By the way TQM is not a consultant jargon. It got developed in Japan long back mostly through work of two American gentlemen Deming and Juran. In Japan TQM is more like a culture that pervades almost everything in their life. I just quote our TQM initiative just as an example how MNCs are playing vital role in HR development. I wanted to point out how the culture and discipline was developed in an organic/natural manner. How people could get habituated to the philosophy? This is the learning people can take back to local companies and in fact doing so. I do know some local companies are practicing TQM or quality management practices. I even went to some of those as a consultant long back. But the approach is top down. Hence, the inspiration does not come from within. The culture is not inclusive. So most of those programs are just show offs. Of course there are a few exceptions.

An ha you are appreciating MNCs for their creative approach. You are right. You should also know that most Bangladeshi MNCs managers are forced to emulate practices from the regional HQs which are mostly in India. Not having enough decision making responsibilities, is one reason why I left my first MNC and joined the second one. Often I have shown the guts to deny our HQ decisions when I thought what is best in local context. In BD most are afraid to challenge top bosses sitting in central/regional HQ. I was never bogged down such fear. For example, once I had a long fight with the Chief Techonology Officer, sitting at HQ, about what type of technology we will use for a project. But ultimately I won the battle because I took the fight upfront for the good sake of the company. What I mean is that I was the key person to decide about key strategic decision making such as where and how new factories would be built, from where to source materials or what technology will be used. Dude just asks some of the top BD executives how much freedom they get to take such decisions. I know MD of a leading MNC lost his job because he alone took decision to execute 1 croe taka project. And I used to handle yearly 50-80 croe taka OPEX/CAPEX budget. I never let our INDIAN CFO/HQ guys to poke nose into my budget because it was my budget and it’s my discretion to use that budget. Now, how could I develop that guts. Because I worked in shop floor and handled so many complex issues starting from union, to factory strike, to big accident, to multi million dollar projects. That experience did make me courageous, confident and sometimes maverick in BD context.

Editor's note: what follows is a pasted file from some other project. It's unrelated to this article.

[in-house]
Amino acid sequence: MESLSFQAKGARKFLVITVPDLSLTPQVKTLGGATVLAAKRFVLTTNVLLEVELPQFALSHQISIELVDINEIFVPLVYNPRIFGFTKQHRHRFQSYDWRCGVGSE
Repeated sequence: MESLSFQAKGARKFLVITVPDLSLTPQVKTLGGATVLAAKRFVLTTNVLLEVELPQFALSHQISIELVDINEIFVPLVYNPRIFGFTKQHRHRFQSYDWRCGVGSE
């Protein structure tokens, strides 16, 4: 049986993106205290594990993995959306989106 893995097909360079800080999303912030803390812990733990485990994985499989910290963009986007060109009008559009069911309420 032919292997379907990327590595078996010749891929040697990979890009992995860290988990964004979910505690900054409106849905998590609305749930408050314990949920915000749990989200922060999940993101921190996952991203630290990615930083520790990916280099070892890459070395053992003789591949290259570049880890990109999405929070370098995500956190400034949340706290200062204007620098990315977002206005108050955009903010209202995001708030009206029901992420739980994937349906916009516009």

So, dude shake off your grudges against Shadas. Learn the things in the harder way. Believe in yourself and do not feel constrained by circumstances. Stretch yourself. First learn thins making your hand dirty and also develop your qualities using all resources whether internet, books, face to face interactions with other professionals or training programs. Oh ya don’t be afraid to experiment and make mistakes. That’s how you learn and develop your confidence.

You really seem to be a moron. You do not know what TQM is all about. Everybody in Toyota (from top to bottom) preach philosophy of TQM. The company where I work now, a multi billion dollar project (something similar to TQM) is running and it is headed by one of the top guy in the company. In my earlier company also, top management (from HQ) championed the TQM program. That is why our Bangladeshi factories have become the most efficient unit amongst the whole group even beating some Indian counterparts. Efficiency is not meant here in terms of labor cost but in terms of productivity per hour or waste. So, this is more about synchronizing value adding activities and eliminating non-value adding ones. . This is the learning Deshi company can take from MNCs and in fact many are taking.

Anonymous said...

One point i like to make that influences the previous thread of argument is this, its not the 'shadas' as you call are making all the shots when it comes to hr development.

More often then not its the local old boys who are in control of bringing up or putting down other bangladeshi managers.

You have to agree the amount of naked politics and sorry small minded interests of family , communal or district preferences play a major role.

There is no one to closely examine the HR professionals themselves practicing in multinationals / nationals who are the best tool in the box used by the organization. The truth is our HR professionals are far from the ideal icons they portray themselves to be.